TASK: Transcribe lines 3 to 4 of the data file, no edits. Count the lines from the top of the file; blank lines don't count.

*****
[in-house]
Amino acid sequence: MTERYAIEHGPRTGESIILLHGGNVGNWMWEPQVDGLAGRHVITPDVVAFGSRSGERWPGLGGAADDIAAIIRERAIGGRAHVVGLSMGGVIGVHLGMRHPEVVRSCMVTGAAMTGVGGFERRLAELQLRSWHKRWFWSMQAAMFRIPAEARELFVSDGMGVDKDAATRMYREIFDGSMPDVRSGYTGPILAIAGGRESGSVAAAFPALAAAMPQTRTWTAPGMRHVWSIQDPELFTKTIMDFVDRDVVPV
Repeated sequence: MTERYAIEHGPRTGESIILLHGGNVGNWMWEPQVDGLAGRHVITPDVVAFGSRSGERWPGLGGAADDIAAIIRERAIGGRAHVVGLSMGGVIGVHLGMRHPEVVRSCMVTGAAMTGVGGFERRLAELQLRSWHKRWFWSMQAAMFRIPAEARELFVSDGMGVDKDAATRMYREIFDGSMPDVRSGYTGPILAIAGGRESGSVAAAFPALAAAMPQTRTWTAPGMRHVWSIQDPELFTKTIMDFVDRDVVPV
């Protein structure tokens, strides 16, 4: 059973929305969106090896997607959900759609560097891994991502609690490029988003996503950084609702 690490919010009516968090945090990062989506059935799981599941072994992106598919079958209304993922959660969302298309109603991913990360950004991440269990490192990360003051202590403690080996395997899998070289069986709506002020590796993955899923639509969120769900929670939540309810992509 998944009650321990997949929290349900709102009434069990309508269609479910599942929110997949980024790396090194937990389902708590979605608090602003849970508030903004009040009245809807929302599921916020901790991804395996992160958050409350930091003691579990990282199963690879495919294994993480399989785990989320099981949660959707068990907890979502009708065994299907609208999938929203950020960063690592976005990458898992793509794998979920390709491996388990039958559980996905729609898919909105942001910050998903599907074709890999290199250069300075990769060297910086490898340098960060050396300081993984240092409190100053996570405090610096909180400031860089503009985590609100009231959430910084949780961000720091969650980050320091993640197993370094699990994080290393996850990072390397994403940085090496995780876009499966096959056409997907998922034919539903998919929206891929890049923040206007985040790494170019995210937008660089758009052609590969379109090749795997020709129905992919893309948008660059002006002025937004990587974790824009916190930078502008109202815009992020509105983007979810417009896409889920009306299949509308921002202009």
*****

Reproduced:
Repeated sequence: MTERYAIEHGPRTGESIILLHGGNVGNWMWEPQVDGLAGRHVITPDVVAFGSRSGERWPGLGGAADDIAAIIRERAIGGRAHVVGLSMGGVIGVHLGMRHPEVVRSCMVTGAAMTGVGGFERRLAELQLRSWHKRWFWSMQAAMFRIPAEARELFVSDGMGVDKDAATRMYREIFDGSMPDVRSGYTGPILAIAGGRESGSVAAAFPALAAAMPQTRTWTAPGMRHVWSIQDPELFTKTIMDFVDRDVVPV
């Protein structure tokens, strides 16, 4: 059973929305969106090896997607959900759609560097891994991502609690490029988003996503950084609702 690490919010009516968090945090990062989506059935799981599941072994992106598919079958209304993922959660969302298309109603991913990360950004991440269990490192990360003051202590403690080996395997899998070289069986709506002020590796993955899923639509969120769900929670939540309810992509 998944009650321990997949929290349900709102009434069990309508269609479910599942929110997949980024790396090194937990389902708590979605608090602003849970508030903004009040009245809807929302599921916020901790991804395996992160958050409350930091003691579990990282199963690879495919294994993480399989785990989320099981949660959707068990907890979502009708065994299907609208999938929203950020960063690592976005990458898992793509794998979920390709491996388990039958559980996905729609898919909105942001910050998903599907074709890999290199250069300075990769060297910086490898340098960060050396300081993984240092409190100053996570405090610096909180400031860089503009985590609100009231959430910084949780961000720091969650980050320091993640197993370094699990994080290393996850990072390397994403940085090496995780876009499966096959056409997907998922034919539903998919929206891929890049923040206007985040790494170019995210937008660089758009052609590969379109090749795997020709129905992919893309948008660059002006002025937004990587974790824009916190930078502008109202815009992020509105983007979810417009896409889920009306299949509308921002202009």